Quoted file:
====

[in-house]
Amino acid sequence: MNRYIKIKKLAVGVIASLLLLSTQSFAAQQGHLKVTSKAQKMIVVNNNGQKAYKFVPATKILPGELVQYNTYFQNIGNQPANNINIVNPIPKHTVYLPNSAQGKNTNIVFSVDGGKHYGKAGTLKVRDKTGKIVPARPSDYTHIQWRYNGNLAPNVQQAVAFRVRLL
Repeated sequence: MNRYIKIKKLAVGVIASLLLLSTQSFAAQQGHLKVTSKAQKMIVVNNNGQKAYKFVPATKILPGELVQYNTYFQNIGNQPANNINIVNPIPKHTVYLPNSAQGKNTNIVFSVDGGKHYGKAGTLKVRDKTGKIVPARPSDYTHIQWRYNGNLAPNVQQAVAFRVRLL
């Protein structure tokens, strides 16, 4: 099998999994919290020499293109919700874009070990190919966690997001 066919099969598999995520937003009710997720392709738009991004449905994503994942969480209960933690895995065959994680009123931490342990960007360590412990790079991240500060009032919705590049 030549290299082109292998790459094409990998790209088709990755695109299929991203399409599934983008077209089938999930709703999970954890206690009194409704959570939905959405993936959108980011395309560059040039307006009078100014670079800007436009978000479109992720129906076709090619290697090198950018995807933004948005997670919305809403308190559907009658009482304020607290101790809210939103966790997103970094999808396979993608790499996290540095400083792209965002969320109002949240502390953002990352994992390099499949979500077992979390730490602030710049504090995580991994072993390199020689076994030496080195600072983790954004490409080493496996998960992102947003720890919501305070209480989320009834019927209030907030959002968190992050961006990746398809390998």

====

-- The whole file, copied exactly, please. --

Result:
[in-house]
Amino acid sequence: MNRYIKIKKLAVGVIASLLLLSTQSFAAQQGHLKVTSKAQKMIVVNNNGQKAYKFVPATKILPGELVQYNTYFQNIGNQPANNINIVNPIPKHTVYLPNSAQGKNTNIVFSVDGGKHYGKAGTLKVRDKTGKIVPARPSDYTHIQWRYNGNLAPNVQQAVAFRVRLL
Repeated sequence: MNRYIKIKKLAVGVIASLLLLSTQSFAAQQGHLKVTSKAQKMIVVNNNGQKAYKFVPATKILPGELVQYNTYFQNIGNQPANNINIVNPIPKHTVYLPNSAQGKNTNIVFSVDGGKHYGKAGTLKVRDKTGKIVPARPSDYTHIQWRYNGNLAPNVQQAVAFRVRLL
């Protein structure tokens, strides 16, 4: 099998999994919290020499293109919700874009070990190919966690997001 066919099969598999995520937003009710997720392709738009991004449905994503994942969480209960933690895995065959994680009123931490342990960007360590412990790079991240500060009032919705590049 030549290299082109292998790459094409990998790209088709990755695109299929991203399409599934983008077209089938999930709703999970954890206690009194409704959570939905959405993936959108980011395309560059040039307006009078100014670079800007436009978000479109992720129906076709090619290697090198950018995807933004948005997670919305809403308190559907009658009482304020607290101790809210939103966790997103970094999808396979993608790499996290540095400083792209965002969320109002949240502390953002990352994992390099499949979500077992979390730490602030710049504090995580991994072993390199020689076994030496080195600072983790954004490409080493496996998960992102947003720890919501305070209480989320009834019927209030907030959002968190992050961006990746398809390998």